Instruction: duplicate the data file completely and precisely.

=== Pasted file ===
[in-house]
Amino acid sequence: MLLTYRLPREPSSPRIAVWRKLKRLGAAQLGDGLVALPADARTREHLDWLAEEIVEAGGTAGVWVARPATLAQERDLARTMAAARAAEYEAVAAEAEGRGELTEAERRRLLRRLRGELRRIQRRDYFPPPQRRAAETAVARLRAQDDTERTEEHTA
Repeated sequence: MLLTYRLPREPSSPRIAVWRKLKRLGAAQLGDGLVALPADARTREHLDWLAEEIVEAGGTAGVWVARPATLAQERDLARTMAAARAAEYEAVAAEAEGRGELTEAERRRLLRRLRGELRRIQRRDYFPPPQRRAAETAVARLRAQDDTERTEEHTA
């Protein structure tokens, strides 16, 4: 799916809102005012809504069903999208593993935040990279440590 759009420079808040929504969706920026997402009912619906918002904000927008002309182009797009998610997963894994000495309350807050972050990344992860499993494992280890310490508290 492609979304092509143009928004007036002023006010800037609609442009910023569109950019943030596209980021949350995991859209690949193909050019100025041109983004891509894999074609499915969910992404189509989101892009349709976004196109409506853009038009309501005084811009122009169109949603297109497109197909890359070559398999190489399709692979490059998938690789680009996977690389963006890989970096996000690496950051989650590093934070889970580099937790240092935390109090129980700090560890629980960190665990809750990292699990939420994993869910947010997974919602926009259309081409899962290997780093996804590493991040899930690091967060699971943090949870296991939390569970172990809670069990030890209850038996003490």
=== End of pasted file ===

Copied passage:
[in-house]
Amino acid sequence: MLLTYRLPREPSSPRIAVWRKLKRLGAAQLGDGLVALPADARTREHLDWLAEEIVEAGGTAGVWVARPATLAQERDLARTMAAARAAEYEAVAAEAEGRGELTEAERRRLLRRLRGELRRIQRRDYFPPPQRRAAETAVARLRAQDDTERTEEHTA
Repeated sequence: MLLTYRLPREPSSPRIAVWRKLKRLGAAQLGDGLVALPADARTREHLDWLAEEIVEAGGTAGVWVARPATLAQERDLARTMAAARAAEYEAVAAEAEGRGELTEAERRRLLRRLRGELRRIQRRDYFPPPQRRAAETAVARLRAQDDTERTEEHTA
């Protein structure tokens, strides 16, 4: 799916809102005012809504069903999208593993935040990279440590 759009420079808040929504969706920026997402009912619906918002904000927008002309182009797009998610997963894994000495309350807050972050990344992860499993494992280890310490508290 492609979304092509143009928004007036002023006010800037609609442009910023569109950019943030596209980021949350995991859209690949193909050019100025041109983004891509894999074609499915969910992404189509989101892009349709976004196109409506853009038009309501005084811009122009169109949603297109497109197909890359070559398999190489399709692979490059998938690789680009996977690389963006890989970096996000690496950051989650590093934070889970580099937790240092935390109090129980700090560890629980960190665990809750990292699990939420994993869910947010997974919602926009259309081409899962290997780093996804590493991040899930690091967060699971943090949870296991939390569970172990809670069990030890209850038996003490």